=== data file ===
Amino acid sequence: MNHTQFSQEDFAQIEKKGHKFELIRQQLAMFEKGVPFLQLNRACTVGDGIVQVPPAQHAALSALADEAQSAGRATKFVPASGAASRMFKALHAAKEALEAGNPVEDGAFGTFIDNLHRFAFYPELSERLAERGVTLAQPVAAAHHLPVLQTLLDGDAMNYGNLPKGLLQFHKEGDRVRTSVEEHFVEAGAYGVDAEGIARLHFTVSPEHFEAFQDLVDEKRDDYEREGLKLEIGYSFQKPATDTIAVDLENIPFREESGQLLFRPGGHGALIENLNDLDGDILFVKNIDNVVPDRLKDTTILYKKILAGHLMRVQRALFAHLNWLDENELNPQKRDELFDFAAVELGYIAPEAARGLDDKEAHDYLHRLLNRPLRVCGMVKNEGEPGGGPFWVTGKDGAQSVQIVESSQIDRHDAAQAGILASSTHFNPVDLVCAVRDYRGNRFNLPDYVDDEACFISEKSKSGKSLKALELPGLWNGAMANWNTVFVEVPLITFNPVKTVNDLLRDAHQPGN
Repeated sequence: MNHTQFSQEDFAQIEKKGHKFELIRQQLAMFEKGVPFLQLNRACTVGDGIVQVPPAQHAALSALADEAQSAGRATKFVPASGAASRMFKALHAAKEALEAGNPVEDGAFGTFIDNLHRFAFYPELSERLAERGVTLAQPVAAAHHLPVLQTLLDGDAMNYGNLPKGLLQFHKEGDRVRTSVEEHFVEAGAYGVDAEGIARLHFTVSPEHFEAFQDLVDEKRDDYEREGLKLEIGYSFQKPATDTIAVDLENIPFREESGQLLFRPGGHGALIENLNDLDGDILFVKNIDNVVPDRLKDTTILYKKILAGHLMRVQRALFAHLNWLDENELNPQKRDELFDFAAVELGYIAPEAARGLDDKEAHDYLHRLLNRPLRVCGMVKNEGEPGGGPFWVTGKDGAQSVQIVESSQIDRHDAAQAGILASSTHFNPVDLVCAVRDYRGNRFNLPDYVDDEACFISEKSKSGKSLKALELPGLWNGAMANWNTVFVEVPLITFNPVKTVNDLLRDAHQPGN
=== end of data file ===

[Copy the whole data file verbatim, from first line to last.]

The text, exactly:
Amino acid sequence: MNHTQFSQEDFAQIEKKGHKFELIRQQLAMFEKGVPFLQLNRACTVGDGIVQVPPAQHAALSALADEAQSAGRATKFVPASGAASRMFKALHAAKEALEAGNPVEDGAFGTFIDNLHRFAFYPELSERLAERGVTLAQPVAAAHHLPVLQTLLDGDAMNYGNLPKGLLQFHKEGDRVRTSVEEHFVEAGAYGVDAEGIARLHFTVSPEHFEAFQDLVDEKRDDYEREGLKLEIGYSFQKPATDTIAVDLENIPFREESGQLLFRPGGHGALIENLNDLDGDILFVKNIDNVVPDRLKDTTILYKKILAGHLMRVQRALFAHLNWLDENELNPQKRDELFDFAAVELGYIAPEAARGLDDKEAHDYLHRLLNRPLRVCGMVKNEGEPGGGPFWVTGKDGAQSVQIVESSQIDRHDAAQAGILASSTHFNPVDLVCAVRDYRGNRFNLPDYVDDEACFISEKSKSGKSLKALELPGLWNGAMANWNTVFVEVPLITFNPVKTVNDLLRDAHQPGN
Repeated sequence: MNHTQFSQEDFAQIEKKGHKFELIRQQLAMFEKGVPFLQLNRACTVGDGIVQVPPAQHAALSALADEAQSAGRATKFVPASGAASRMFKALHAAKEALEAGNPVEDGAFGTFIDNLHRFAFYPELSERLAERGVTLAQPVAAAHHLPVLQTLLDGDAMNYGNLPKGLLQFHKEGDRVRTSVEEHFVEAGAYGVDAEGIARLHFTVSPEHFEAFQDLVDEKRDDYEREGLKLEIGYSFQKPATDTIAVDLENIPFREESGQLLFRPGGHGALIENLNDLDGDILFVKNIDNVVPDRLKDTTILYKKILAGHLMRVQRALFAHLNWLDENELNPQKRDELFDFAAVELGYIAPEAARGLDDKEAHDYLHRLLNRPLRVCGMVKNEGEPGGGPFWVTGKDGAQSVQIVESSQIDRHDAAQAGILASSTHFNPVDLVCAVRDYRGNRFNLPDYVDDEACFISEKSKSGKSLKALELPGLWNGAMANWNTVFVEVPLITFNPVKTVNDLLRDAHQPGN